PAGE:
I had a couple of old packs that were overdue for replacement. You can tell by checking the battery's internal resistance, but my method is to fly them until they start coming down with less voltage in the pack. I usually like to leave a healthy margin in my packs because that helps them live longer, but once I start getting less voltage after my flights I know we are on the downward slope.
I checked the Thunder Power website and saw their new Lighting 6s 3300 55C packs were a full $72 less than the Pro Force packs I had been using. This was such a big difference I was sure it had to be a mistake, so I called my friends at Thunder Power. No mistake .... the Lightning series really is that affordable. With this kind of savings on offer, there was no way I could resist.
The Lightning series is very competitively priced with other packs. I never talk about other brands by name, but you can check battery prices for yourselves and make your own conclusions. Thunder Power batteries come with a two year warranty, which seems to make sense because that is usually how long I get out of one. Thunder Power also has a half price crash replacement policy, but for the Lightning packs that has been adjusted to 30% off. This is just part of what they had to do to slash the prices so dramatically.
I was surprised to find the Lightning series sports a full 12C charge rate, just like my old Pro Force packs. This means I don't need as many of them because I can recharge them quickly.
Also new is that now all Thunder Power packs sport JST balance connectors. I have always used Thunder Power chargers, so I was fine with what we had before. Now, though, most chargers on the market will work with Thunder Power chargers. In fact, my Thunder Power chargers also have a provision for JST connectors, so everyone should be happy with this change.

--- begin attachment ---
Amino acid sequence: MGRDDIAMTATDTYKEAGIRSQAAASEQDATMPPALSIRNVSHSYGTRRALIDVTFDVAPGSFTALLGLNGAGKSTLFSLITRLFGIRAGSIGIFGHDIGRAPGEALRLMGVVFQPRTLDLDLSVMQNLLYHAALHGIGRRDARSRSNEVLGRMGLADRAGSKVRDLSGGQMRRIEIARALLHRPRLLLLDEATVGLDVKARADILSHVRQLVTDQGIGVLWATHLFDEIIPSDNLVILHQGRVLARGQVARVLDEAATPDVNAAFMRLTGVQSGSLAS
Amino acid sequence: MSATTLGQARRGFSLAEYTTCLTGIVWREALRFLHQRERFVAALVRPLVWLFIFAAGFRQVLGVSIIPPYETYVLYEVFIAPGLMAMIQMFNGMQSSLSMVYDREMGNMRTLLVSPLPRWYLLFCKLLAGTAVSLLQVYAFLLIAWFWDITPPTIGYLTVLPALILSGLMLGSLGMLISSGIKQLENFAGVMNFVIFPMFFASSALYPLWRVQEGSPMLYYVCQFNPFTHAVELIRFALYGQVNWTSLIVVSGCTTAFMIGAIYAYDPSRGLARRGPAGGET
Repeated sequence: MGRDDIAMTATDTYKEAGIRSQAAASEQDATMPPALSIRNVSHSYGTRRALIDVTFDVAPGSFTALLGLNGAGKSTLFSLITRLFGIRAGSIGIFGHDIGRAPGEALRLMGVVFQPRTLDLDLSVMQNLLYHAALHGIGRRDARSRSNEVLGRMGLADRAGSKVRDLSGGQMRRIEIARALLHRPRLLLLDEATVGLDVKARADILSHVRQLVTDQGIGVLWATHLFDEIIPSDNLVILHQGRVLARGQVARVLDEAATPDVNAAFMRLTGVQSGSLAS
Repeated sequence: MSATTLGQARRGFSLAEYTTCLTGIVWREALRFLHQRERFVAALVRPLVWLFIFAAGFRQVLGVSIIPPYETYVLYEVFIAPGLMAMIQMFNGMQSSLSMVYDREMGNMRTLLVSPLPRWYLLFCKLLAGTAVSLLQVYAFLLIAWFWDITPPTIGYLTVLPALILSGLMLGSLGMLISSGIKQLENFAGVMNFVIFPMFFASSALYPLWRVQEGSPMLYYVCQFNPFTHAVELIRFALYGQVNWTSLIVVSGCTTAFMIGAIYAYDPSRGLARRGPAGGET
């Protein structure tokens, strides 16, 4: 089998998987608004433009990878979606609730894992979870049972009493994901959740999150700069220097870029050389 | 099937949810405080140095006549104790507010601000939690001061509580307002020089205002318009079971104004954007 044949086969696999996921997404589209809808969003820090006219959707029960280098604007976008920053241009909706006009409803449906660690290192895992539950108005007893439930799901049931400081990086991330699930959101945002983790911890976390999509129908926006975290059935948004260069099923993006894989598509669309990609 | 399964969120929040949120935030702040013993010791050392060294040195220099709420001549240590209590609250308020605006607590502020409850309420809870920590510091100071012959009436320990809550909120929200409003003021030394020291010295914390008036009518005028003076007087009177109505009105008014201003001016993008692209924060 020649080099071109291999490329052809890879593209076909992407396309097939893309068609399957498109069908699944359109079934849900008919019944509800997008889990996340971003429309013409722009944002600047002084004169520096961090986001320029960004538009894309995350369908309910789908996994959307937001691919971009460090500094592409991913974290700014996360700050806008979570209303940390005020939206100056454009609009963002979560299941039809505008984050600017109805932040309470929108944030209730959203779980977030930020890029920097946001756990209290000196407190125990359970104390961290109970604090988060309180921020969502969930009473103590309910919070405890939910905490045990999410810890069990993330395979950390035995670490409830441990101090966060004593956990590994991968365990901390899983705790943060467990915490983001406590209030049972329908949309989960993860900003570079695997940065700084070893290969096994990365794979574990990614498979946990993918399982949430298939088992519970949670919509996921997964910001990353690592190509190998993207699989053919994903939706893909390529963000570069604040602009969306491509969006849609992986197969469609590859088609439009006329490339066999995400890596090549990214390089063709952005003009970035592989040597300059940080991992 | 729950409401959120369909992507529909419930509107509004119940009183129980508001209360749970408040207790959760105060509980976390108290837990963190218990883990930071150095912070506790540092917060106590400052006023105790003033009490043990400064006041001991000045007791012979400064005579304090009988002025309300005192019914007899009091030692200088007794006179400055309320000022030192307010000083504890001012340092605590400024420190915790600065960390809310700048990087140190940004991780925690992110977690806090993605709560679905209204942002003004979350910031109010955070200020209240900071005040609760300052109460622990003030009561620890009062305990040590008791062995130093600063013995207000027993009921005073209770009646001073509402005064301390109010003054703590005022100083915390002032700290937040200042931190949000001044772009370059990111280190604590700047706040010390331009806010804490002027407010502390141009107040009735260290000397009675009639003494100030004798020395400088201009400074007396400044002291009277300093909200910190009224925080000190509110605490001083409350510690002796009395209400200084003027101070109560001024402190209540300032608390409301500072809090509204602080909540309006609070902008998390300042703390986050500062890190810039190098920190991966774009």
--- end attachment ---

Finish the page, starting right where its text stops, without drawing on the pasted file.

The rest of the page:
At least in the beginning I wanted to test these new packs over and over with the same plane, if for nothing else than to eliminate one more variable. My Laser was getting the least attention of the 60" fleet, simply because I like it so much I was happy enough to let it hang near my desk where I could look up and admire it! Of course, the Laser was built to be flown, and this seems like as good of a time as any to put her back into the air.
Laser EXP Flying Between Showers from Doc Austin on Vimeo.
Perhaps the biggest surprise of all is that these Lightning packs don't give up anything in performance to my 70C packs. If they give up anything at all, it might be at the end of the pack at lower voltage. I try to never run my packs low and I limit myself to 4.5 minutes just to safeguard the battery. At about 5 minutes I personally start to wear down a little ( I am old), and start making mistakes, so it is a good time to quit while I am ahead.
You can check any of my previous 60" Laser videos and compare to these. If there is a difference in performance, I can't see it. Top speed and punch out seem to be the same, so I can't imagine where the extra 15C of a 70C pack would ever show up.
So far it is a little early in the game to say anything too definitive about these packs other than I am really happy with them. The dollar savings alone was worth whatever risk I took in trying these, but since there is no performance drop off it seems there was no risk at all. All that is left is to hammer them in the heat and see how they hold up. Since these are Thunder Power packs, I am not too worried. We will be shooting more and more with these packs as the summer goes on, so stay tuned.
As far as charging, my Thunder Power TP820CD charger can charge two 6s 3300 55C Lighting packs in about 14-16 minutes at the charger's maximum of 20 amp per side. I prefer to take it a bit easier on them, so I hit them at 10 amps. I have two of the new packs and two older 60 Pro force packs, so I can fly all day just by charging at half the power available. This charges a pack in about 20-25 minutes, and that gives me time to squeeze in a flight or two with a 48 plane.